Approximate Read Time: ~6 minutes
“Ancient Tulip Tree” photo by Tom Klaus
In a recent blog titled The Challenge of Durability, we dropped this sentence into the discussion: “It doesn’t matter if the business is for-profit or nonprofit. Both are businesses and both face the challenge of durability (what is also known as sustainability).” However, we didn’t explain why we prefer to use “durability” over “sustainability.” Let’s do that now.
At Tenacious Change we have come to prefer to think of organizations, businesses, programs, projects, and movements as needing to become “durable” rather than “sustainable.”
“But why?” you ask. (And thanks for asking!)
For years, the term “sustainability” has been used to refer to maintaining or continuing organizations, groups, programs, projects, movements, etc. but, as the Oxford English Dictionary indicates, the usage of the term “sustainability” has changed, and the meaning has changed as well.
It had been used, since the mid-1950s, as a noun with reference to the quality of being sustainable (maintaining, continuing) at a certain rate or level. Beginning about 1980, it began to be used as an adjective in reference to the environmental movement, referring to the property of being environmentally sustainable. Because of the prominence of climate change and its impact on our world today, it is increasingly likely that people will hear “sustainability” and think first about the environmental movement.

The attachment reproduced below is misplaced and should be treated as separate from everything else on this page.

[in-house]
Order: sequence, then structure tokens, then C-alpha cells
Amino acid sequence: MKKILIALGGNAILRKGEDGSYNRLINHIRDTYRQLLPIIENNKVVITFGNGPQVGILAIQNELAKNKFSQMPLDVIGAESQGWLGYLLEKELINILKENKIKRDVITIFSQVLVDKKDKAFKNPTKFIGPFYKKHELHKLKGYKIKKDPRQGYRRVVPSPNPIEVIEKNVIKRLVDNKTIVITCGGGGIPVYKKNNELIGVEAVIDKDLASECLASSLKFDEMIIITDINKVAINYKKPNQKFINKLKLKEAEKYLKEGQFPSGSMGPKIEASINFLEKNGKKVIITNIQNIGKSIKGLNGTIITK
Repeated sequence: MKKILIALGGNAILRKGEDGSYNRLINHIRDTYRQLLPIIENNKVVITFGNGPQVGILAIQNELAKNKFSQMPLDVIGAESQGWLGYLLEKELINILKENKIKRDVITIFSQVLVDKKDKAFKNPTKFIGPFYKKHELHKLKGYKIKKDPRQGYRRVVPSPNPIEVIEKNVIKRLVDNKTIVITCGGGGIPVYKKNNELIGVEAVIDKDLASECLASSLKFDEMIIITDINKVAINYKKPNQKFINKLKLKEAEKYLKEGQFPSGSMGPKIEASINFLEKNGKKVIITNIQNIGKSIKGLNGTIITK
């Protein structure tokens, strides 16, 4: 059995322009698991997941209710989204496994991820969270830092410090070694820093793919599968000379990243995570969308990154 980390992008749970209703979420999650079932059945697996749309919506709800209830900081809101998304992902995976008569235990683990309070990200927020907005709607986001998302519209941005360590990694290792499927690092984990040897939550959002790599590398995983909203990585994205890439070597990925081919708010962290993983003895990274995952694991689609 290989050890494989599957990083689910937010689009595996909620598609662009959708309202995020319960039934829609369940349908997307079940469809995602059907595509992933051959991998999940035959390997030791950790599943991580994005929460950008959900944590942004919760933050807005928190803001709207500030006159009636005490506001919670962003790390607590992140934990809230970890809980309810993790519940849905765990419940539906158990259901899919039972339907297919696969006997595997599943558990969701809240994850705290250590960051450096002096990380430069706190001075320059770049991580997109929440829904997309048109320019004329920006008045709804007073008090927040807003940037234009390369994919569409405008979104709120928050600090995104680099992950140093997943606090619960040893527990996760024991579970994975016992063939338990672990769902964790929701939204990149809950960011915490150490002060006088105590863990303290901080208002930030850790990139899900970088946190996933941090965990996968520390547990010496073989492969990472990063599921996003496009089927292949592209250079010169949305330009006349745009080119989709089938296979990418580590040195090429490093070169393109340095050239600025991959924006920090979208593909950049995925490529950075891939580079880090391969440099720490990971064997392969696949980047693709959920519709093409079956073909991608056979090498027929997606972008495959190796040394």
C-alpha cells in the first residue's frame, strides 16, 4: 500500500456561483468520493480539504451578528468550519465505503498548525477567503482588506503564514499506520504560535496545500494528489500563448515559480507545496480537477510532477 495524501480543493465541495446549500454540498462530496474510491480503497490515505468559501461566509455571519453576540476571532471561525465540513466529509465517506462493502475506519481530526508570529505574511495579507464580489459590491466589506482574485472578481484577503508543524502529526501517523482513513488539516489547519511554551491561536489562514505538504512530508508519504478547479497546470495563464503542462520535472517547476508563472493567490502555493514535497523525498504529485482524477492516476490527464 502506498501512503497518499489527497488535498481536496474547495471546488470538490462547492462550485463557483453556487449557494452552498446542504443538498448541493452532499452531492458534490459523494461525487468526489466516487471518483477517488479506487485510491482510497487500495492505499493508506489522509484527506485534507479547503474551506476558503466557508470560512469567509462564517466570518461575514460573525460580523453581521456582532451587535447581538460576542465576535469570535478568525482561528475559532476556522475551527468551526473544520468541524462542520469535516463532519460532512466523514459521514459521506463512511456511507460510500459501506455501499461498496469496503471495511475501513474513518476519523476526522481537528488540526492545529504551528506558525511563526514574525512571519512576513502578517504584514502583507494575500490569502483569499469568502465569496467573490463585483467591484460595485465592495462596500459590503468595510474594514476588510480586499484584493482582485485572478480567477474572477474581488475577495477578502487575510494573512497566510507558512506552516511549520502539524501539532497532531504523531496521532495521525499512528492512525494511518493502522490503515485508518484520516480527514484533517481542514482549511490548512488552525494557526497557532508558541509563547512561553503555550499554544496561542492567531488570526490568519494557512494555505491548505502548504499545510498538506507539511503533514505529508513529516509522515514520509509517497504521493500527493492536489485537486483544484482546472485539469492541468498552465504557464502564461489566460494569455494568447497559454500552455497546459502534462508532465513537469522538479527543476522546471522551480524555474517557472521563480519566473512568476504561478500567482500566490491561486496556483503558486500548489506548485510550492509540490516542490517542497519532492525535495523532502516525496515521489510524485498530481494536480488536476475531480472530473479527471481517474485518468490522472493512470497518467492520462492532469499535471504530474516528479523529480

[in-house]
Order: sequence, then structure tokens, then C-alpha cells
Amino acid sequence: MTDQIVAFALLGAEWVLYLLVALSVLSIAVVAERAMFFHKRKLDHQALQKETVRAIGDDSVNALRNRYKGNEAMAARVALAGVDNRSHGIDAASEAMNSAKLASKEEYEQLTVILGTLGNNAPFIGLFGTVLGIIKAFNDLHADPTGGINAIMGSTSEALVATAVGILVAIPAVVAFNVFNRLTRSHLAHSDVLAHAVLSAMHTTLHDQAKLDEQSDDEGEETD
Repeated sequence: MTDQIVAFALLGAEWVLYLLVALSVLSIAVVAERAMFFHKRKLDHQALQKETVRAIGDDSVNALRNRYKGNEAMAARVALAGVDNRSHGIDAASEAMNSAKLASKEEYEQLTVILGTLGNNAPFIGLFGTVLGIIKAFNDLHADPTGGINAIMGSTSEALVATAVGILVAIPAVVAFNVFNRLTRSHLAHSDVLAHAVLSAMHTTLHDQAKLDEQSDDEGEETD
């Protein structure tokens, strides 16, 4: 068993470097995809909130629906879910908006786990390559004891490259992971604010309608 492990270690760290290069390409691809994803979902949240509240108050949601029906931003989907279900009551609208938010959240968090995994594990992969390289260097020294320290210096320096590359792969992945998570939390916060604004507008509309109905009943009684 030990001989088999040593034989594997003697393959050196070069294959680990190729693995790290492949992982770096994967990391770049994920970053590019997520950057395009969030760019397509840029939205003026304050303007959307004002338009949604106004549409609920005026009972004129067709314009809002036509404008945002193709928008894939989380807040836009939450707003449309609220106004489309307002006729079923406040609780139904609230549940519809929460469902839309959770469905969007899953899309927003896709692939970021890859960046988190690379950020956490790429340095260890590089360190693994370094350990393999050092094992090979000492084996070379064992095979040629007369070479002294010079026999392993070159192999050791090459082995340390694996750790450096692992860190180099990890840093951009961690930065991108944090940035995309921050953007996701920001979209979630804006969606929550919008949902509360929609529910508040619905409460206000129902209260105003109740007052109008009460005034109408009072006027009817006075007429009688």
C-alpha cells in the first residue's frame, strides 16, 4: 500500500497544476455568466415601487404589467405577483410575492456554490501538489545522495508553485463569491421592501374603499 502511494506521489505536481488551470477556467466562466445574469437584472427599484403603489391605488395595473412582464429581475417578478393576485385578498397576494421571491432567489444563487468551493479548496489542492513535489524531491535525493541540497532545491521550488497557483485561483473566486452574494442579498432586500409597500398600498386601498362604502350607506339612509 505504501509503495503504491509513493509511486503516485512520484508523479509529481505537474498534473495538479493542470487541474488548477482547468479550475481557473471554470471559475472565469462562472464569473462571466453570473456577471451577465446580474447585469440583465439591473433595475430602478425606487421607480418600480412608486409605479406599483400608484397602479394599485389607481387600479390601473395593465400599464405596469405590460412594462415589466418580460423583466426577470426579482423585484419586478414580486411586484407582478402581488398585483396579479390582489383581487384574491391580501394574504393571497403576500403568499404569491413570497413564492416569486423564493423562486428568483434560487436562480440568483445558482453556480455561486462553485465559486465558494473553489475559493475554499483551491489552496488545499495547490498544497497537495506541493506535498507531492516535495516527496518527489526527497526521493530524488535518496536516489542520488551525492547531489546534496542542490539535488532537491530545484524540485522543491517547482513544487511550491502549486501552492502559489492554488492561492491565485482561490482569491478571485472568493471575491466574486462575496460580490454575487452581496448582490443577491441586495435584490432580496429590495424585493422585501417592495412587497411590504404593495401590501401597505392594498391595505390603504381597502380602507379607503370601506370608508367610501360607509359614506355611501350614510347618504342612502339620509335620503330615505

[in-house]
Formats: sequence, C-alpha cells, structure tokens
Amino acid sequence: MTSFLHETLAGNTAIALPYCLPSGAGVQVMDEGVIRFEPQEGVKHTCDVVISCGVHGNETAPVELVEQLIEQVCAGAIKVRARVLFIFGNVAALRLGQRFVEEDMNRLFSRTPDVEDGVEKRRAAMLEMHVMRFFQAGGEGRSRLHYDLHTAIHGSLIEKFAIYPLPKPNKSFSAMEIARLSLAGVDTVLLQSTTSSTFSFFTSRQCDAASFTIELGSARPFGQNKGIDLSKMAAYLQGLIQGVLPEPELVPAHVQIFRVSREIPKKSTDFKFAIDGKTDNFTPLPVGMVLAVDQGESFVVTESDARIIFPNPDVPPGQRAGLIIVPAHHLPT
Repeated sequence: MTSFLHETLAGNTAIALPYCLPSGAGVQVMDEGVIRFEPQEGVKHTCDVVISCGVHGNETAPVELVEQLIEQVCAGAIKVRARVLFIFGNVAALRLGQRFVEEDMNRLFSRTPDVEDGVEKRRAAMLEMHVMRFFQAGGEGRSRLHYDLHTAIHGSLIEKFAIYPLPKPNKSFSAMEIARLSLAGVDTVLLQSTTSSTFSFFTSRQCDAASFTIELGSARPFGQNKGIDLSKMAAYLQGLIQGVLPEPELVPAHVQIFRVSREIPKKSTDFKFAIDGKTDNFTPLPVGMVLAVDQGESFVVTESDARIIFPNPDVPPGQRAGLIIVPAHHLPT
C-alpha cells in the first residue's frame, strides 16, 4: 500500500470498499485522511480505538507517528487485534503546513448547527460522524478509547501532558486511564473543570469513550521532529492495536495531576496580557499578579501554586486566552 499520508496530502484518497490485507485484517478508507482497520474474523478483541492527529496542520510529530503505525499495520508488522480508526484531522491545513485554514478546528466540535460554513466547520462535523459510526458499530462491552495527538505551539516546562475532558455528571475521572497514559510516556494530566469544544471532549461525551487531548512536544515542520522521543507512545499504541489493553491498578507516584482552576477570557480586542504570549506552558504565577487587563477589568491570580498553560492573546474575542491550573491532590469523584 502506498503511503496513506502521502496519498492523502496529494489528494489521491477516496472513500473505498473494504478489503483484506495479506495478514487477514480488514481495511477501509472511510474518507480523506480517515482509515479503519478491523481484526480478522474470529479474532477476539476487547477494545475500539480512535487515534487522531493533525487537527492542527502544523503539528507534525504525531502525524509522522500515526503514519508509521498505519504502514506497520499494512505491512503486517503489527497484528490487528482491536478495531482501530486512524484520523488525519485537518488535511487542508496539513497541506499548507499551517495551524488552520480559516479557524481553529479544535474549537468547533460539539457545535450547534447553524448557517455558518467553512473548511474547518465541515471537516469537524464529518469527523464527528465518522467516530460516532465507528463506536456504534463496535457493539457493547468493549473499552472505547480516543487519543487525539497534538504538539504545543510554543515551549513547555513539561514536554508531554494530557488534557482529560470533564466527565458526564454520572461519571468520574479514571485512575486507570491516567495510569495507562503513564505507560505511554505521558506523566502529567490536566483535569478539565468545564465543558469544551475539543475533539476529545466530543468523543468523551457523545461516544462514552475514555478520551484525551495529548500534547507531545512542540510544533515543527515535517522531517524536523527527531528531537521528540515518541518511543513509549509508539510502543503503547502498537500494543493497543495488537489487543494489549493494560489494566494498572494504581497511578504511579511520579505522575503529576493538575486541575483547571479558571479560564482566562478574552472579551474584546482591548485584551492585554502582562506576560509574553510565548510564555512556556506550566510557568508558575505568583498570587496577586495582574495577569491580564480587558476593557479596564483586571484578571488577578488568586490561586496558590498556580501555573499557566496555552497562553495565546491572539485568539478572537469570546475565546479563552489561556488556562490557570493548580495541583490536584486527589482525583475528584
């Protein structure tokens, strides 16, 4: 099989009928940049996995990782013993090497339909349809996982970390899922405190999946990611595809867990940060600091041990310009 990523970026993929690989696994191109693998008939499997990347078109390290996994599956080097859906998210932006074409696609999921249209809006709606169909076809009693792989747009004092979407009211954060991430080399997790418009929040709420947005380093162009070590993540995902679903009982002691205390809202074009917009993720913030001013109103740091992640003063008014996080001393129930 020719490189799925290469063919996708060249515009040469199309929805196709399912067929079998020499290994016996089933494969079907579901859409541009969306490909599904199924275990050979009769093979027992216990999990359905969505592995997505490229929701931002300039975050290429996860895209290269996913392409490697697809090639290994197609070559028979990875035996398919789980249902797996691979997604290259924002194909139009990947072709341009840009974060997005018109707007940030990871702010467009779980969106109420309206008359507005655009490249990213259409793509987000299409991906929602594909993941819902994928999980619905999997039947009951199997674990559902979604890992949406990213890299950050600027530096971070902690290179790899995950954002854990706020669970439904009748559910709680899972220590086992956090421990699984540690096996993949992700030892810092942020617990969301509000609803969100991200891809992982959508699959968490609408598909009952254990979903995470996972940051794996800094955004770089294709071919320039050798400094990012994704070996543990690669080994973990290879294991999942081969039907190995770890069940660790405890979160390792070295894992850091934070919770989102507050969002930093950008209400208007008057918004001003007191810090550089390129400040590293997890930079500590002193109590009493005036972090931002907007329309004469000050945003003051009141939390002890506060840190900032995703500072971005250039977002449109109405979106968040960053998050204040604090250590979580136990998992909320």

We’re pleased to hear that people think first about the environment when they hear the term “sustainability.” We are witnessing the impacts of climate change every day and sustainability as a planet should be top of mind for us all. In this environmental sense, groups also need to be concerned with sustainability.
However, we are finding the use of the term to be less useful in our organizational resilience work as its association with the environmental movement grows. We are also finding “sustainability” to be less useful because we’ve observed it is often associated with simply replenishing funding and ignoring other factors relevant to maintaining and continuing.
Our search for another term led us to “durability.” According to the Oxford English Dictionary, “durability” has had a durable meaning since its introduction to the English language in about 1374. It’s original meaning was “continuance; lastingness, permanence.” Some two hundred years later it included the idea of “capability of withstanding decay or wear.” Both of these meanings for durability persist today.
We find the term “durability” is most appropriate for how we use it in our work. We help organizations, businesses, groups, and movements not only continue and maintain but grow and thrive as well. There is something else about “durability” that we like. “Durability” doesn’t mean there is no change. Quite the opposite.
For an organization, business, group, or movement to continue, or last, or withstand decay or wear, change must happen, and it needs to be changing forward to a better state, not back to a previous state.